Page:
In the once-prosperous cotton town of Heywood in the north west of England, Boris Johnson’s misdemeanours were wearily taken as read on the day of his resignation. The more pressing concern was about what happens next.

“That, I think, is actually the problem,” said consultancy services manager Samantha Bamforth, checking her phone outside the Heywood Fish Bar moments before Johnson announced that he was quitting as leader of the Conservative party.

“Nobody is good. If he goes, who is going to backfill him? What are their values? What is the public opinion of them? There’s a lot going on right now, not just in this country, but the world. Who’s equipped to deal with it?”

Map showing the constituency of Heywood and Middleton, Manchester and Wakefield

Just two-and-a-half years ago Johnson helped secure a narrow victory that turned the constituency of Heywood and Middleton blue for the first time in its history, part of the “red wall” of pro-Brexit Labour seats in the north and midlands captured by the then-insurgent Conservative leader.

Now local residents and Tory officials are wondering who will replace him and whether he or she can help maintain the party’s hold on the area.

On Thursday, voters in this post-industrial, marginally Tory seat had little idea who should take the place of the man who quit as they were speaking to the Financial Times, but rolled their eyes when Johnson’s name was mentioned.

A union jack flies in a garden in Middleton © Asadour Guzelian

Even Conservative party members seemed baffled. “It’s ironic, isn’t it?” said one local Tory activist, who asked not to be named, of Johnson’s chaotic departure. “Because there was all this talk about it happening, and then it didn’t happen, and then it did, and now everyone’s going ‘what happens now?’ 

“You’d think they’d have thought about that, wouldn’t you?”

Outside Amigo’s coffee bar in Middleton town centre, Rachel, who did not want to give her surname, said the prime minister’s “history was obvious”. Referring to the plethora of scandals that preceded Johnson’s time in Number 10, she added: “He had questionable personality traits that they thought might be separate from work.”

But she admitted she had no idea who might be best placed to fill his shoes. “I feel like that’s been part of the problem all along.”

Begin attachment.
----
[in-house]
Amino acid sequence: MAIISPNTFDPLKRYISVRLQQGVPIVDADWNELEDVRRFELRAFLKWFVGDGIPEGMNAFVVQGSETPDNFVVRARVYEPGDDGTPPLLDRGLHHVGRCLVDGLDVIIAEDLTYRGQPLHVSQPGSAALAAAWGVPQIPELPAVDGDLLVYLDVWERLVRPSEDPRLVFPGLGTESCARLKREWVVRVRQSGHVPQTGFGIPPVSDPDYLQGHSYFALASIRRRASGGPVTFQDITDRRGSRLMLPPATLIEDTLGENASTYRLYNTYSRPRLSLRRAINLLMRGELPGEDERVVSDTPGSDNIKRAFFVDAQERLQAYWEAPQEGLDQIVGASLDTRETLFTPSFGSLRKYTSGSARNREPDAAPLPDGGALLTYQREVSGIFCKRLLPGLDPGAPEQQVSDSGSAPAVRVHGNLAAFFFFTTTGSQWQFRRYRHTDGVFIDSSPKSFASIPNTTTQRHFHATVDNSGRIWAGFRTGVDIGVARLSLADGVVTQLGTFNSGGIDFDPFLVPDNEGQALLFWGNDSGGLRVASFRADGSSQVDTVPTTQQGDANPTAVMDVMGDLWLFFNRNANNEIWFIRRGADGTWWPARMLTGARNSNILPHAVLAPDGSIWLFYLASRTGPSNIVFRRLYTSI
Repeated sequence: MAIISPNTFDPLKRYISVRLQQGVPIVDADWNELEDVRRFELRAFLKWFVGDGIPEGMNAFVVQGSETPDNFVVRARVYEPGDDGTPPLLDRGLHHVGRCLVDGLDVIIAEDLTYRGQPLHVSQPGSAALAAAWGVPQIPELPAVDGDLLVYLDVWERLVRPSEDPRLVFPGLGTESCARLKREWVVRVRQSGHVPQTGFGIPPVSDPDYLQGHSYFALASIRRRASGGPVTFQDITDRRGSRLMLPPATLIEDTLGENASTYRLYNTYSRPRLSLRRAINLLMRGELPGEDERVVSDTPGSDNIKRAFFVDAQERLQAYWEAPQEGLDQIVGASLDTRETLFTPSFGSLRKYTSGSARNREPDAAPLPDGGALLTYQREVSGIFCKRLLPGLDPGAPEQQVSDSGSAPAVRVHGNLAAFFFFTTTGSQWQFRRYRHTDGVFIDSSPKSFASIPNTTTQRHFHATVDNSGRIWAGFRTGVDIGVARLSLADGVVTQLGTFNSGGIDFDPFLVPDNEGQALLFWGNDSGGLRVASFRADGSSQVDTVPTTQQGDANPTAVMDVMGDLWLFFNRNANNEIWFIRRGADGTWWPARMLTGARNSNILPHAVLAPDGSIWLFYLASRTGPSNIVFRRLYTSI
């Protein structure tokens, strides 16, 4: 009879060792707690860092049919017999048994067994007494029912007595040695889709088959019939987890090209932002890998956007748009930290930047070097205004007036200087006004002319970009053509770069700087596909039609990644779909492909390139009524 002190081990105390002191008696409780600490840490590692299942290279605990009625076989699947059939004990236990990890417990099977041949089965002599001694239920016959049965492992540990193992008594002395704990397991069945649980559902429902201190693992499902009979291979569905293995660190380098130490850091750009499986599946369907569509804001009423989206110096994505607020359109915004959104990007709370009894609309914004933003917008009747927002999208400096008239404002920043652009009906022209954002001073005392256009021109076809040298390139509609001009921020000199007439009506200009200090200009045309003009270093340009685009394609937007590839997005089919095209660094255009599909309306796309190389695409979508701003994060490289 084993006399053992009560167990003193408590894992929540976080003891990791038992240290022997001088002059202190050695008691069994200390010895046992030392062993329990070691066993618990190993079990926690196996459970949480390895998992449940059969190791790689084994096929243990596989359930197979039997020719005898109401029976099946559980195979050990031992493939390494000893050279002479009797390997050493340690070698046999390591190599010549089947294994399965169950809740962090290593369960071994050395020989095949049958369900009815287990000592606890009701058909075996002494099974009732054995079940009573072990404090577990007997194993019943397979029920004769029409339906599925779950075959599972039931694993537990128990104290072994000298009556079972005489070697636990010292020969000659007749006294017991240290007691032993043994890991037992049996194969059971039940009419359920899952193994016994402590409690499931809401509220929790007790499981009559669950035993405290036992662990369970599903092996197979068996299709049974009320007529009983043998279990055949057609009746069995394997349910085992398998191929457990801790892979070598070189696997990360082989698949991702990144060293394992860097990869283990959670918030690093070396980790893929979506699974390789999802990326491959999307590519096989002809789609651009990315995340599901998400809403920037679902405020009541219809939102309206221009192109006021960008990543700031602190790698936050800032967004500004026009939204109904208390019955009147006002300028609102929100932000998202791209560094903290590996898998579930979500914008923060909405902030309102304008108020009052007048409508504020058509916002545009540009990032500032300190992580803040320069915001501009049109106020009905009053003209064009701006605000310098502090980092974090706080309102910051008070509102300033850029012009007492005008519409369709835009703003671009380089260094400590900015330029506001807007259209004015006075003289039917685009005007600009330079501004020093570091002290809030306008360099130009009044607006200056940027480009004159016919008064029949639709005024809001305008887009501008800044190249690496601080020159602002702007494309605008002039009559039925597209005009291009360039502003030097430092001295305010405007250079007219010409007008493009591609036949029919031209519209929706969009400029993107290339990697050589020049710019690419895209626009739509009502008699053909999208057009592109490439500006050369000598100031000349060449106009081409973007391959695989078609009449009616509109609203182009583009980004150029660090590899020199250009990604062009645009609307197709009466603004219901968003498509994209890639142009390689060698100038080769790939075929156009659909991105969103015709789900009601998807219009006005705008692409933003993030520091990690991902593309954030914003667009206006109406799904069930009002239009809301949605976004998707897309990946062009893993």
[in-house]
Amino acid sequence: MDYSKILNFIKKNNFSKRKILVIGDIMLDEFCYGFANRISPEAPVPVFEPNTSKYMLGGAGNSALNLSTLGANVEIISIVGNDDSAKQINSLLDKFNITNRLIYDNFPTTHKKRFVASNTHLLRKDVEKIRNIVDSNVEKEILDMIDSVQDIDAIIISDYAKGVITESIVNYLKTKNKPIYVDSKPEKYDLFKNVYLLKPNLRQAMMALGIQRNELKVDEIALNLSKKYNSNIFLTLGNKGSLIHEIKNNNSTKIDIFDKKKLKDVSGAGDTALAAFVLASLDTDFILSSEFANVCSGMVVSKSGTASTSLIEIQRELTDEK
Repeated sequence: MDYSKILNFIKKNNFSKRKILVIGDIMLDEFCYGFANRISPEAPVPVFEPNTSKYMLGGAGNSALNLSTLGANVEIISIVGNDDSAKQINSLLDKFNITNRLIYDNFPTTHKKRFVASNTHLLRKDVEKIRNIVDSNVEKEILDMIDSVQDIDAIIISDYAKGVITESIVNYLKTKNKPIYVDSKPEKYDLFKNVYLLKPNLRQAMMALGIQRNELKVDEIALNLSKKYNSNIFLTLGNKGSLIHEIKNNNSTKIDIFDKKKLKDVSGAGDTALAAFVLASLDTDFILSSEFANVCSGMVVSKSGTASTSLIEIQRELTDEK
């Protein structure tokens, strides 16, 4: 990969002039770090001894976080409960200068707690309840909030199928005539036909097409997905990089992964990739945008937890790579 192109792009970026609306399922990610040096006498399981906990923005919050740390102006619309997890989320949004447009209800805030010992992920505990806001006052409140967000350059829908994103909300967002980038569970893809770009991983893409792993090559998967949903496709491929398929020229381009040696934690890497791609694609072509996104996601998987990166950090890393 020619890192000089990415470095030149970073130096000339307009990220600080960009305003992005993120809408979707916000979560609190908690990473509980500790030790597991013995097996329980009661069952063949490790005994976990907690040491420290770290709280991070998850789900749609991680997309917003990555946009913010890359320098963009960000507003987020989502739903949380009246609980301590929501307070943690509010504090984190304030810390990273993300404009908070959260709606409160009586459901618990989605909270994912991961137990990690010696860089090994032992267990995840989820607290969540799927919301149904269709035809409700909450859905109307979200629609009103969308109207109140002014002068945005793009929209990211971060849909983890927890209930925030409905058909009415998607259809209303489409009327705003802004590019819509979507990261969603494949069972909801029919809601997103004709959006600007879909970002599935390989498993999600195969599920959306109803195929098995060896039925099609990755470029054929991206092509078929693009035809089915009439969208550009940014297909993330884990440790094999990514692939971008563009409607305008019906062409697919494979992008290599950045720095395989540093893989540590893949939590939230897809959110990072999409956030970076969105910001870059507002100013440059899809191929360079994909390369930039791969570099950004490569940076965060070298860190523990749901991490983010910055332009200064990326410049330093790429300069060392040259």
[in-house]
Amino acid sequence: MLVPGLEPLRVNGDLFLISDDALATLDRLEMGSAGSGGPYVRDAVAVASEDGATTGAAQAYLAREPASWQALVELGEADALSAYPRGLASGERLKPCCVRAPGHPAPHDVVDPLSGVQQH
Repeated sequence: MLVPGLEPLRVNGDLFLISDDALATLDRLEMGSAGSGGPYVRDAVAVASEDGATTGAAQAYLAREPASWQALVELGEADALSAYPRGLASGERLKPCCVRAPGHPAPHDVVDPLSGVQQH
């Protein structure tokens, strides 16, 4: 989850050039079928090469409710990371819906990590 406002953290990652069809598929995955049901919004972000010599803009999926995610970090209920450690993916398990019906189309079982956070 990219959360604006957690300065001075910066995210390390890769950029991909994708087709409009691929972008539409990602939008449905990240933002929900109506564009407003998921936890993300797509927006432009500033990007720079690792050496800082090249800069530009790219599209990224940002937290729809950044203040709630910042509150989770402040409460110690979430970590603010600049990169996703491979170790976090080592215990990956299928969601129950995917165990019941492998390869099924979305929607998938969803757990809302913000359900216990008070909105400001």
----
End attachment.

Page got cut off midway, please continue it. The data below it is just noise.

Wakefield, 40 miles down the road, shows the toll that Johnson’s behaviour could take on the Tory party. Two weeks ago it swung back to Labour, the latest in a series of crushing by-election defeats.

As in Wakefield, Johnson’s waning popularity now means his name is met with a mixture of swearing and snorting in Middleton.

Chef Darren Beesley © Asadour Guzelian

“Tell him he’s a wanker,” said chef Darren Beesley, placing meat patties into a tupperware at the back of Amigo’s café as the prime minister made the finishing touches to his resignation speech 200 miles away.

“I just don’t like liars,” he added. “If he was an honest idiot I’d have a bit more time for him, but one mistake after the other and he didn’t seem to want to take responsibility for any of his mistakes.”

Heywood and Middleton are former cotton towns sitting on the doorstep of Manchester. In recent years Manchester has enjoyed a city centre boom and a new lease of economic life, but many towns on its periphery, such as these, have not.

It was these places that Johnson sought to address in 2019 with his “levelling up” agenda, promising to narrow Britain’s deep regional economic divides and pledging a “golden age for the UK”.

“Nothing has changed, darling,” said Shirley Davis, a Heywood healthcare worker who backed Labour in 2019 but said she had assumed Johnson would be “a lot better” than he turned out to be.

Sylvia Greenhalgh, left, and Shirley Davis discuss Boris Johnson’s failings © Asadour Guzelian

Now she feared rising bills and the potential of rising suicide rates as a result. On Thursday NHS data showed antidepressant use had jumped by a fifth in seven years.

“He needs to go, doesn’t he? Because look at the problems he’s caused, taking the mick out of the public.”

Ominously for the opposition Labour party, neither she nor the friend she was with had heard of its leader Sir Keir Starmer, pointing to the problems it could face in winning back the seat.

Johnson was not the first to highlight weaknesses in Labour’s traditional vote in the area. Heywood and Middleton’s voters had first sent a shot across the party’s bows in 2014, when Ukip, the pro-Brexit party, came within a few hundred votes of taking the seat.

One local Labour councillor pointed to the subsequent rise of hyperlocal independent parties in leave-leaning Labour areas, including Heywood and Middleton, but also parts of nearby Bury and Bolton, as well as further afield.

Johnson’s fall from popularity “will break up the Tory hold in the north but won’t necessarily translate to Labour,” the councillor predicted. “The Labour party shouldn’t rely on our opposition vote being fractured — Keir needs to do more to win hearts and minds.” 

Still, the seat’s Tory MP, Chris Clarkson, will be defending a majority of just 663 at the next election. He admitted his party had not “covered itself in glory” over recent weeks, adding: “Nobody can say that we have with a straight face.”

Clarkson had stuck by Johnson this week and retained his position as a parliamentary private secretary — a junior ministerial role — as a stream of others resigned. He said he and others had “tried to hold the line and stand by the prime minister, because I do think his intentions for the country are good”.

But he added: “Realistically we’ve reached the stage where people don’t have the faith in government they should have. And if trust has gone, we have a very, very serious problem.”



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